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When we think about Holocaust deniers, we think of those who try to say it didn't happen. But there's a subtler group of deniers who just don't want to think about it. -- Erika Karres, author

Dallas Morning News
Dallas, Texas, January 12, 2003


A new crop of Holocaust films dares to suggest the humanness of evil

Chris Vognar
The Dallas Morning News

WE like our evil to be otherworldly and supernatural, the better to pass it off as something other than human.

So when the Jewish Defense League heard about "Max," a new film that features a twentysomething Adolf Hitler as a struggling artist in Vienna, it was quick to condemn the idea without seeing the movie. "There is nothing human about the most vicious, vile murderer in world history," reads a posting on the organization's Web site.

But Noah Taylor, who plays Hitler, has a different take. "If he'd come down from Mars or up from hell, that would be a lot easier to deal with," says the English actor. "Then we'd just get a good exorcist or laser gun and that problem would be solved. It's much more difficult when it is a human thing, because then it's come out of society."

"Max" is one of many recent Holocaust and Third Reich films to examine the banality of evil - an idea, it seems, whose time has come. Barely a year removed from the grisly, televised details of mass murder in New York City, evil has become tougher to pass off as a metaphysical bogeyman or a freakish glitch. And films including "Max," "The Pianist" and "Blind Spot" are here to remind us that the Holocaust was suffered, perpetrated and even exploited by flesh-and-blood entities, not mythical embodiments of cruelty.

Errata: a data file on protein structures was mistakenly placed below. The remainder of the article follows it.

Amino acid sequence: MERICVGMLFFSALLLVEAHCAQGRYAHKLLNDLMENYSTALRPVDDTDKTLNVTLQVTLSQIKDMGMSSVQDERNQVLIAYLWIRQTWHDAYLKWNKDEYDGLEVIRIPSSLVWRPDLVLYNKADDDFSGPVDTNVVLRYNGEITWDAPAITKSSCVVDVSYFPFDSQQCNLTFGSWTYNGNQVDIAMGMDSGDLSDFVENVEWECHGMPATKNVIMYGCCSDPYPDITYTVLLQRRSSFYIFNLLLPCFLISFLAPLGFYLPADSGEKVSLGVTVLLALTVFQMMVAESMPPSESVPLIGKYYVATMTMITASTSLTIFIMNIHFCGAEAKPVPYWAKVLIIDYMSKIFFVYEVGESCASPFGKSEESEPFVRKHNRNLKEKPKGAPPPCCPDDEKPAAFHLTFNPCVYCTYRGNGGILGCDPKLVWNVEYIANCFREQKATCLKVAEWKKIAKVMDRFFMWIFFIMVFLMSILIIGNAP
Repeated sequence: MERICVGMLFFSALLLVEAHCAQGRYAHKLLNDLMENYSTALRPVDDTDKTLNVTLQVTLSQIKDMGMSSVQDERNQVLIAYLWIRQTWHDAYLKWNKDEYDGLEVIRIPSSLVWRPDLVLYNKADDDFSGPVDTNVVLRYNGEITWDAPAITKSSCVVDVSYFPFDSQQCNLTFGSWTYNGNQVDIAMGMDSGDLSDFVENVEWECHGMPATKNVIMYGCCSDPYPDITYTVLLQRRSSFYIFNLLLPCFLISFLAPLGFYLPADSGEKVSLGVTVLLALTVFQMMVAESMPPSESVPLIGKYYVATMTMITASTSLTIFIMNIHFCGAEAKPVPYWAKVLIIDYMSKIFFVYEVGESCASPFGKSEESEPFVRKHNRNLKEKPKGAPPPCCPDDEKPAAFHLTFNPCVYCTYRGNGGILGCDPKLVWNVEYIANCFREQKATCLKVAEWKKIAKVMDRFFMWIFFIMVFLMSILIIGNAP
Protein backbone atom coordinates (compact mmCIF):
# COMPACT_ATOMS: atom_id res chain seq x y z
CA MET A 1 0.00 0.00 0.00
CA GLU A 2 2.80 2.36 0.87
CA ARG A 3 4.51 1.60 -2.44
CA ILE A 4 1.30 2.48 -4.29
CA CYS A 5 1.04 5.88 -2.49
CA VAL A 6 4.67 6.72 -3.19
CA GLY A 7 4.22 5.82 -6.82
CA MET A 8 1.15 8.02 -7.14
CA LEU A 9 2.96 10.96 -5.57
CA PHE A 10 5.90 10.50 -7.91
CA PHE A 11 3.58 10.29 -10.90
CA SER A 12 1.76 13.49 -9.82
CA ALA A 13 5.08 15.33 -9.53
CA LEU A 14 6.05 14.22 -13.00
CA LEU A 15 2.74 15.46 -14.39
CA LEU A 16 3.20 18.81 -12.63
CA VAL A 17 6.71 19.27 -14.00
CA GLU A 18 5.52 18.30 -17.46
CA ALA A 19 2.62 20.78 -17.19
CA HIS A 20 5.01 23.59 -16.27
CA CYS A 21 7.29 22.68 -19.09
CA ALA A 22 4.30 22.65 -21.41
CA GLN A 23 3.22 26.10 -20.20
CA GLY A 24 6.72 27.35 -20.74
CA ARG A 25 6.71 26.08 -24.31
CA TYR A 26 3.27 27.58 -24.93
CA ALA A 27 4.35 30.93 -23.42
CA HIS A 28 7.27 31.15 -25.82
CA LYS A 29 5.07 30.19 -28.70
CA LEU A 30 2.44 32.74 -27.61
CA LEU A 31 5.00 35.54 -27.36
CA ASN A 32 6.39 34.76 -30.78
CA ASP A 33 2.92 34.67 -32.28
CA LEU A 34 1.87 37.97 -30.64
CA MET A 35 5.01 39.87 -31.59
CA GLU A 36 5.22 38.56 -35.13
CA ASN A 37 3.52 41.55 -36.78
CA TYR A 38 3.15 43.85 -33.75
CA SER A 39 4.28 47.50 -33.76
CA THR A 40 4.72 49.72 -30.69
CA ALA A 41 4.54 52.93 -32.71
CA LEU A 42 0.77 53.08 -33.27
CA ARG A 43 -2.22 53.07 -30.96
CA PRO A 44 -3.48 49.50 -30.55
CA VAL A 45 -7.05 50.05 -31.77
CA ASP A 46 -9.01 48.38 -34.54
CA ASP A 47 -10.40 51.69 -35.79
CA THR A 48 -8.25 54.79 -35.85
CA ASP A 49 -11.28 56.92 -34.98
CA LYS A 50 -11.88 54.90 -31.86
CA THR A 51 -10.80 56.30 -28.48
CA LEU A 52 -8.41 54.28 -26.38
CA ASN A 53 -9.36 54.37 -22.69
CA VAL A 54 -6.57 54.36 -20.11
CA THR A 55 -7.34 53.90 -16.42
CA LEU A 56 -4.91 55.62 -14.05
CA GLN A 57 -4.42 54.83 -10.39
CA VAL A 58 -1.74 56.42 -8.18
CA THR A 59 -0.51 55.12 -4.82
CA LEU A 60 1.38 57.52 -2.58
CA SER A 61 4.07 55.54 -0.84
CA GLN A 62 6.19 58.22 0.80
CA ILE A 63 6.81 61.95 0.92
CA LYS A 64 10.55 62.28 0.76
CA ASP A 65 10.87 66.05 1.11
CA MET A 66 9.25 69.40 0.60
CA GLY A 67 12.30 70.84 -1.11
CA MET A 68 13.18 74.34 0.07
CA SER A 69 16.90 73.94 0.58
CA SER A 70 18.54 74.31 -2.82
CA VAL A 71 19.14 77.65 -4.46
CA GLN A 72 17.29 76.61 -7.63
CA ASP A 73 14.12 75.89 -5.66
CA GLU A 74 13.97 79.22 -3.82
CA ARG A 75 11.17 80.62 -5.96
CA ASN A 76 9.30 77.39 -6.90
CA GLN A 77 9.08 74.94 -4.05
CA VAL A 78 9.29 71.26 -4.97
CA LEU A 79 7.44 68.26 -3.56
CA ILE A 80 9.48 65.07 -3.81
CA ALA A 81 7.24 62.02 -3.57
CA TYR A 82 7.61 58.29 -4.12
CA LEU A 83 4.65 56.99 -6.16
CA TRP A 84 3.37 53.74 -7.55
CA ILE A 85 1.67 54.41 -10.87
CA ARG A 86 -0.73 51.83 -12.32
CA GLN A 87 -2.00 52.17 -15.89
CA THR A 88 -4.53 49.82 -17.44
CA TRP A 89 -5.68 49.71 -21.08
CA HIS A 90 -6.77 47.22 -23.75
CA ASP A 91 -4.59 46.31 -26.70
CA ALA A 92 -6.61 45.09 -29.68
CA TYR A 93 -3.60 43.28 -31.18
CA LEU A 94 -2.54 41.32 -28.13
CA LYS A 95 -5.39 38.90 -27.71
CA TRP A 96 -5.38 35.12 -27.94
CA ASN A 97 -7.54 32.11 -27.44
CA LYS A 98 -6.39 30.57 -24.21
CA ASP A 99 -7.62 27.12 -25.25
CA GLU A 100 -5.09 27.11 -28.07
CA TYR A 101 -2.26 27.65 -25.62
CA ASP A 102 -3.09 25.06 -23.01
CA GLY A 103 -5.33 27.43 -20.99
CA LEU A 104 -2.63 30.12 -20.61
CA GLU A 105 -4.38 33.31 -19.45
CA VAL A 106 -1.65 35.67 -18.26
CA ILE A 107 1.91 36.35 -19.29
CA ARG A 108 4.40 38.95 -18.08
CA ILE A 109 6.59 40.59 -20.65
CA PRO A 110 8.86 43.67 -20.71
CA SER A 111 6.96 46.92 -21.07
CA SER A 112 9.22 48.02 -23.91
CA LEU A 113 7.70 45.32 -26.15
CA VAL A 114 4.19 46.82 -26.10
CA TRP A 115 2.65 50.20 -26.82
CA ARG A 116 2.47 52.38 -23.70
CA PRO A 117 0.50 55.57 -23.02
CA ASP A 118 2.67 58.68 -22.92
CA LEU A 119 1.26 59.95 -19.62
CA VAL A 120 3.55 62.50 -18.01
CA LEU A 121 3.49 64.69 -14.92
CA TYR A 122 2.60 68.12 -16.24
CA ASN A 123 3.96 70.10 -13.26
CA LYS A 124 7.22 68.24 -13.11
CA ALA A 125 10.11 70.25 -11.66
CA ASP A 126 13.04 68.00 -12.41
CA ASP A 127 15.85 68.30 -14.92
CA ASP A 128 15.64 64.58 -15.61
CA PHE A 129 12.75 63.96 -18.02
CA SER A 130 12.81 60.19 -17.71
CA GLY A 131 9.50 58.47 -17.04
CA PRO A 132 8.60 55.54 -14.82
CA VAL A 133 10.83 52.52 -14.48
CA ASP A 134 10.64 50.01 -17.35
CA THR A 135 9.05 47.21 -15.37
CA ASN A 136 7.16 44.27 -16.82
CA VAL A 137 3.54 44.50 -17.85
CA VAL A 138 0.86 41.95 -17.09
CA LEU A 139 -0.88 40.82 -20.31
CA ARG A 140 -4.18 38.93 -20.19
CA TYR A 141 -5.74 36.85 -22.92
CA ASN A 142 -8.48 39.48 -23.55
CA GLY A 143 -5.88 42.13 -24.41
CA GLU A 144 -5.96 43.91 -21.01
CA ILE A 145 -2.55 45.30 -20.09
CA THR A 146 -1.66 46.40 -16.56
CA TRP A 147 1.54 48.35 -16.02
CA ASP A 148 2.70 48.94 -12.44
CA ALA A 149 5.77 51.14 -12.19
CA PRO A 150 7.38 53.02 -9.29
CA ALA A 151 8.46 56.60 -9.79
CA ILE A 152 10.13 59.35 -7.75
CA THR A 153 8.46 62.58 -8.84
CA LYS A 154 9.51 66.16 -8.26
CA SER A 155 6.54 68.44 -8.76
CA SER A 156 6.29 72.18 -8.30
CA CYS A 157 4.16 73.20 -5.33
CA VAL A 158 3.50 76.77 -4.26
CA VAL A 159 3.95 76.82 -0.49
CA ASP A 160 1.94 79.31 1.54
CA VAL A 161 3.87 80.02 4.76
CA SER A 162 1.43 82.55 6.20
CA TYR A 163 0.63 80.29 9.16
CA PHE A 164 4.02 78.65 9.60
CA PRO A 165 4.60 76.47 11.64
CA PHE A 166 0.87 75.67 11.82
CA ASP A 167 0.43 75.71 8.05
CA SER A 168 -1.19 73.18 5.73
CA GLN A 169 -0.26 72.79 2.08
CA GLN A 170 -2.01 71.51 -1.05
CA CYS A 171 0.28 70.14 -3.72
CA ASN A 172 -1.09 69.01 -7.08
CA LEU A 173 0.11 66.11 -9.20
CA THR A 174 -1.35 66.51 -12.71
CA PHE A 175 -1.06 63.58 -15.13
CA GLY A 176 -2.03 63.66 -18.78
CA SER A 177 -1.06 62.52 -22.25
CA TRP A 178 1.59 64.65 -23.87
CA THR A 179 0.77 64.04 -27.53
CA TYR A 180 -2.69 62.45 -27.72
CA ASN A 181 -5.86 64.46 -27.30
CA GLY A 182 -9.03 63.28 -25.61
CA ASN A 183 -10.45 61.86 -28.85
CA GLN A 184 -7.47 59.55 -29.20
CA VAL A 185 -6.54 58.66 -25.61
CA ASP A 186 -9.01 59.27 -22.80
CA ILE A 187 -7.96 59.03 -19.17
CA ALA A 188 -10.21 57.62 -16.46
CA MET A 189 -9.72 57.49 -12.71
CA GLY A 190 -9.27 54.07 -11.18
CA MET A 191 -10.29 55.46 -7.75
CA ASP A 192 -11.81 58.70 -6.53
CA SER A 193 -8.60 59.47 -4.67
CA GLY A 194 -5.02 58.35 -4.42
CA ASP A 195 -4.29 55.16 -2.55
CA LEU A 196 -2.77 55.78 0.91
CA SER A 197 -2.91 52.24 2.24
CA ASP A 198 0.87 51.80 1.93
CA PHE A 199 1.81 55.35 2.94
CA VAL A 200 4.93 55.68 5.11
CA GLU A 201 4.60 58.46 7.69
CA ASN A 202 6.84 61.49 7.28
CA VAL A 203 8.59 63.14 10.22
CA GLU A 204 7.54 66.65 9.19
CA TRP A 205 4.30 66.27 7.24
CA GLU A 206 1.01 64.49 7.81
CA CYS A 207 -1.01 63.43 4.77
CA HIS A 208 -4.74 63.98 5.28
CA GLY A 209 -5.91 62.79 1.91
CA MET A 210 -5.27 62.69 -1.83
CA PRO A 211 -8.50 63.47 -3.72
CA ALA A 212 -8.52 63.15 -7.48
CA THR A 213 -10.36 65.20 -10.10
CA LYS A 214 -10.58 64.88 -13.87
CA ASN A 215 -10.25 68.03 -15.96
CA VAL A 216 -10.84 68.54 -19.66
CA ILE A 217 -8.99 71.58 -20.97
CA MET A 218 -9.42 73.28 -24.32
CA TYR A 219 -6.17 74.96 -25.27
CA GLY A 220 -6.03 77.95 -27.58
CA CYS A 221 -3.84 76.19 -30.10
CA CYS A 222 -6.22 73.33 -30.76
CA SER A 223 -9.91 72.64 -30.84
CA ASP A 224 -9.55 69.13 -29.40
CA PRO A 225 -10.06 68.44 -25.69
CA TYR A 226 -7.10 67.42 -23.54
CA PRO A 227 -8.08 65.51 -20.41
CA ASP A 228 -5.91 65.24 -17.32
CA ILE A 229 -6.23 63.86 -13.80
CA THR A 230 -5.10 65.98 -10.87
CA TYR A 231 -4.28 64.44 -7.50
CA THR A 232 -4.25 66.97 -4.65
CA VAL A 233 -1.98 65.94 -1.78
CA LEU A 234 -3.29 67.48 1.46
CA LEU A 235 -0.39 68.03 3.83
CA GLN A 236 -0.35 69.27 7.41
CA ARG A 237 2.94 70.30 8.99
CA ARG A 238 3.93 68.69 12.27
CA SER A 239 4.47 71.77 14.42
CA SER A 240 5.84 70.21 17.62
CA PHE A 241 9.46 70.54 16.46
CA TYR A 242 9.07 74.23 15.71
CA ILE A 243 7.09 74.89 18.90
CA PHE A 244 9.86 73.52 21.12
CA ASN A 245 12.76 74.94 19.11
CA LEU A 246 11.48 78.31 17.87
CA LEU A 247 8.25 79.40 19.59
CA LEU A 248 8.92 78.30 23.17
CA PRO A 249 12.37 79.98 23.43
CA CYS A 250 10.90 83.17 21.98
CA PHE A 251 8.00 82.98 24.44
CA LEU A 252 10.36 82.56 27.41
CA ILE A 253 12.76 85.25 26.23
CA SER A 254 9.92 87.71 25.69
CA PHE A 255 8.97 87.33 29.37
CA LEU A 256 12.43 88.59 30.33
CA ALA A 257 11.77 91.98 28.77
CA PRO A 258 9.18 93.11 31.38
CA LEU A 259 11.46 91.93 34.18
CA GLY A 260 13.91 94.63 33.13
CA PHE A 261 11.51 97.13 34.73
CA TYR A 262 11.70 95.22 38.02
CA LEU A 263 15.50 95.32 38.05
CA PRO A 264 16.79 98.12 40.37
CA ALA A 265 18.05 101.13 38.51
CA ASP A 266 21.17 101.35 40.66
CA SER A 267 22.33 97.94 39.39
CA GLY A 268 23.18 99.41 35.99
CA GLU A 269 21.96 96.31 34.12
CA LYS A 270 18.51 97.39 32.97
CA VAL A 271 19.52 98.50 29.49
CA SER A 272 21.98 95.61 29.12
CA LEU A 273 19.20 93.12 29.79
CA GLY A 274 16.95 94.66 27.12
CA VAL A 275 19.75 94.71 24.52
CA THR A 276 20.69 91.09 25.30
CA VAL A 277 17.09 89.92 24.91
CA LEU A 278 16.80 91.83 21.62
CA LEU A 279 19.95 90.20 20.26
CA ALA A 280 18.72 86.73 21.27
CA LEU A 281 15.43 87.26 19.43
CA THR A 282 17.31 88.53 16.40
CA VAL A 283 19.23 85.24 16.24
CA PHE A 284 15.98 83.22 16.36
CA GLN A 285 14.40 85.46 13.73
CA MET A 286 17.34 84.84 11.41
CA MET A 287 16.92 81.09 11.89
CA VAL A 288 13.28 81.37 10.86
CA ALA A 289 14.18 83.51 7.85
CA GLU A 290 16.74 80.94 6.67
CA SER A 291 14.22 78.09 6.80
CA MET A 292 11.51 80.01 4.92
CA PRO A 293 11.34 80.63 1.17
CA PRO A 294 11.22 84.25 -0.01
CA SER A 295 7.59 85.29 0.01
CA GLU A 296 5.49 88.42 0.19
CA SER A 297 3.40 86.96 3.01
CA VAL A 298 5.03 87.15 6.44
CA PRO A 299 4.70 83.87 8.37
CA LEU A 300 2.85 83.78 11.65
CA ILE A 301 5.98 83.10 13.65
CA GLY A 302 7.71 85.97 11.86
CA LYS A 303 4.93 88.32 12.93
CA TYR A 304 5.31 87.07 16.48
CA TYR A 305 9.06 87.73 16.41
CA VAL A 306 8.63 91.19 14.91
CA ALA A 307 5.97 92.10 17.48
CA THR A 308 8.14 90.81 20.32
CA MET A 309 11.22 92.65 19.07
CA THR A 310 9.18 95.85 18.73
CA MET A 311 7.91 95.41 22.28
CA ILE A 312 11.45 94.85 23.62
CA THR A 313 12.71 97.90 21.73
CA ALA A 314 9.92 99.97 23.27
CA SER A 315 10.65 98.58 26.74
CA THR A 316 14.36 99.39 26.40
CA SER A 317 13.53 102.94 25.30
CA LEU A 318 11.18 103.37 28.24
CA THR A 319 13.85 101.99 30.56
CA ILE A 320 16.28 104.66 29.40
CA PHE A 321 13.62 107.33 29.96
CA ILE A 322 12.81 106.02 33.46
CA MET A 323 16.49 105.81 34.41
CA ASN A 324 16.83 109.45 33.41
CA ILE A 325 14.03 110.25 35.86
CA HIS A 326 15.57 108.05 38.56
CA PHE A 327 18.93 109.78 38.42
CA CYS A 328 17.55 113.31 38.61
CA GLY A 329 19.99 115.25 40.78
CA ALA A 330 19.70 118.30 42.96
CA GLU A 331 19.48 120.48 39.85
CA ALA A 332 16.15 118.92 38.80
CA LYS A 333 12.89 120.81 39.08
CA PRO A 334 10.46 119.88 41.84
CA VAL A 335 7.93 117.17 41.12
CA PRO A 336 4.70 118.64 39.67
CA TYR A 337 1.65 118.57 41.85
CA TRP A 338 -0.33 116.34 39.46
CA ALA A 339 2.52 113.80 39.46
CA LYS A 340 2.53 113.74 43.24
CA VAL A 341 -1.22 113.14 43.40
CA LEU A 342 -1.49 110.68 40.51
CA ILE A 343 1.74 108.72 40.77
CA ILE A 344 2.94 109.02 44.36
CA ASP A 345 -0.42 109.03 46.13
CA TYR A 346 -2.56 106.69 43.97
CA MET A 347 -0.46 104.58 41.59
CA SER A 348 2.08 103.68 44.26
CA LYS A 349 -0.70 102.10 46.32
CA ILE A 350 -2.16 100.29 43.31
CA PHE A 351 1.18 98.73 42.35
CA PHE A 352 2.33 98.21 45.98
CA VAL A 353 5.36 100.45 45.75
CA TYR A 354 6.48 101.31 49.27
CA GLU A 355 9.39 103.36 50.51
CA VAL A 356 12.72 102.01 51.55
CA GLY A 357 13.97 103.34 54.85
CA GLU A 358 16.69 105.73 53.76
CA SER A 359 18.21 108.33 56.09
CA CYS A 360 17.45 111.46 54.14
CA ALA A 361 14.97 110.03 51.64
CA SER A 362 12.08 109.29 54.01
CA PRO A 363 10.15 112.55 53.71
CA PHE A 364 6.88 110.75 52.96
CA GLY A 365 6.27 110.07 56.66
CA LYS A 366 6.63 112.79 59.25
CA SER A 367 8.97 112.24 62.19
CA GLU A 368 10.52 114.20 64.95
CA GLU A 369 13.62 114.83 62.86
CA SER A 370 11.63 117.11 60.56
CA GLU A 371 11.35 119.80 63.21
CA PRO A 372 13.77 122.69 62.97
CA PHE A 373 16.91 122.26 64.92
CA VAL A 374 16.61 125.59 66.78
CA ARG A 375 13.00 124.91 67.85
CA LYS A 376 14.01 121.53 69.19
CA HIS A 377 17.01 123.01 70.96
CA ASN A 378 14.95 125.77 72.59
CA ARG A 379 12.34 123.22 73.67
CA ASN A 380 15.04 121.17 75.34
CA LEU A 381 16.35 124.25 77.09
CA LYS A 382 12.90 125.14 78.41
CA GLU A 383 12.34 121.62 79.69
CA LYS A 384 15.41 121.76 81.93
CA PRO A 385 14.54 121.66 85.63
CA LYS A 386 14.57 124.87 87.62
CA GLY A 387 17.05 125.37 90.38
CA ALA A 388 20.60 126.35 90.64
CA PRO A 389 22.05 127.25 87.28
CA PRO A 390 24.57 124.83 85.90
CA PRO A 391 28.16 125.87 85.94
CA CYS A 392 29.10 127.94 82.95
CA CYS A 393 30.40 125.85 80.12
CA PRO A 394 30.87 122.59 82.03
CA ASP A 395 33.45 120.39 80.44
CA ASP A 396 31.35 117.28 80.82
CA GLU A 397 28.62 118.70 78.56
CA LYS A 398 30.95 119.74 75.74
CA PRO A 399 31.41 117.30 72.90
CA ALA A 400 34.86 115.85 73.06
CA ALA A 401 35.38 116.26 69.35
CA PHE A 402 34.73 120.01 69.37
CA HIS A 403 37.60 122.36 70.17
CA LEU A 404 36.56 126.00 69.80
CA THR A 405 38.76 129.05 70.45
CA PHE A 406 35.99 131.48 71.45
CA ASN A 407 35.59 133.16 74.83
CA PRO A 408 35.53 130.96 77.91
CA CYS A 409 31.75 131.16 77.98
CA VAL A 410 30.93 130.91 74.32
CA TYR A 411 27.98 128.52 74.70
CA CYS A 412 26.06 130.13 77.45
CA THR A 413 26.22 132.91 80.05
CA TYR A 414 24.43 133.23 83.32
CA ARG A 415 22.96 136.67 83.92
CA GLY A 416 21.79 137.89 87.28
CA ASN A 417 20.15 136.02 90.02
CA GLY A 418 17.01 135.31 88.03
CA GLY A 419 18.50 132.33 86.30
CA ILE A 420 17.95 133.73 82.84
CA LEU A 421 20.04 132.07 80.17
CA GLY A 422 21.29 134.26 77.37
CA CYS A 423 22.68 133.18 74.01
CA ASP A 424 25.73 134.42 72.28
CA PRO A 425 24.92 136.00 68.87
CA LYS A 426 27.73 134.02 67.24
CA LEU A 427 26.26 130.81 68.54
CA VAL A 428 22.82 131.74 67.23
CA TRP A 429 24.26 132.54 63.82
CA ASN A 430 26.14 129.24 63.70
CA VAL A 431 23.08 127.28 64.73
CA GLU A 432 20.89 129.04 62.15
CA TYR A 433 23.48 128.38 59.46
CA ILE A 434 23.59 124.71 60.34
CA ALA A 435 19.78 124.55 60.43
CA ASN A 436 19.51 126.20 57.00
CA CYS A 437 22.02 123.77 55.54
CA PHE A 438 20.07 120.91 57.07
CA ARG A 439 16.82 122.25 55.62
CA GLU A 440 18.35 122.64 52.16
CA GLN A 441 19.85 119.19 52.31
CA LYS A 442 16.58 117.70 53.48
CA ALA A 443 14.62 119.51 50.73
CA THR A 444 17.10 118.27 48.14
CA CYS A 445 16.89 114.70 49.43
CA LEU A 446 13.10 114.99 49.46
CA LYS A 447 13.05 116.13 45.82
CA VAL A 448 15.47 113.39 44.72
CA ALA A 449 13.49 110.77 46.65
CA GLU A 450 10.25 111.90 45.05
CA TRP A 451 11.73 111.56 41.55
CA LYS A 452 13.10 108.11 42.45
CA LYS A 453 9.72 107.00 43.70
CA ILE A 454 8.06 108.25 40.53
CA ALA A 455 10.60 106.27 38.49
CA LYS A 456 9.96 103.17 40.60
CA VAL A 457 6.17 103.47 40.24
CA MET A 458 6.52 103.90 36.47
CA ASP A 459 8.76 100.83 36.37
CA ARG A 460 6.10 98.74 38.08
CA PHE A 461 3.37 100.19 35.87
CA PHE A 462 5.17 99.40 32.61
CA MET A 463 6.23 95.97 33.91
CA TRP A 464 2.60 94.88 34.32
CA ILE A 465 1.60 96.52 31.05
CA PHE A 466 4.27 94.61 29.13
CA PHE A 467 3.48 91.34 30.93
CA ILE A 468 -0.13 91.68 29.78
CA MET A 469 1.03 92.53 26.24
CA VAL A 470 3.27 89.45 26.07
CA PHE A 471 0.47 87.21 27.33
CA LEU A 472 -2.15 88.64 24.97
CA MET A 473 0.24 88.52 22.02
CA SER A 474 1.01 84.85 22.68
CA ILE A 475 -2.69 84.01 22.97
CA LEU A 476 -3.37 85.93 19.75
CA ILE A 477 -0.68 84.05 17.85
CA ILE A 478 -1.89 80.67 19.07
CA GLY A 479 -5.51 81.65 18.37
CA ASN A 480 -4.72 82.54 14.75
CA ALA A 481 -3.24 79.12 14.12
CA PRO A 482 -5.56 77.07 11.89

"If you look at the earlier Holocaust films, and you look at the more recent ones, you see a natural progression of an ability to look at things in a more realistic and tougher fashion," says Deborah Lipstadt, (right), professor of modern Jewish and Holocaust studies at Emory University in Atlanta and author of "Denying the Holocaust: The Growing Assault on Truth and Memory." Lipstadt's book entangled her in a libel trial with the notorious Holocaust denier David Irving; the story of the trial is now being adapted into a film by HBO, to be written by "Pianist" screenwriter Ronald Harwood and directed by Ridley Scott.

Nowhere is this trend more evident than in "The Pianist." Directed by Holocaust survivor Roman Polanski - whose "Rosemary's Baby" and "Chinatown" are among the great movies about the banality of evil - and adapted from survivor Wladyslaw Szpilman's memoir, the film details one man's struggle to stay alive over a six-year period in and around the Polish ghettos. "The Pianist" shows that in horrific circumstances, everyday evil sprouts up like a deadly weed.

Hiding in an apartment outside the ghetto, Szpilman (played by Adrien Brody) is left for dead by a shady member of the underground resistance. It seems the smiling, vodka-drinking opportunist collected lots of money on Szpilman's behalf and then vanished.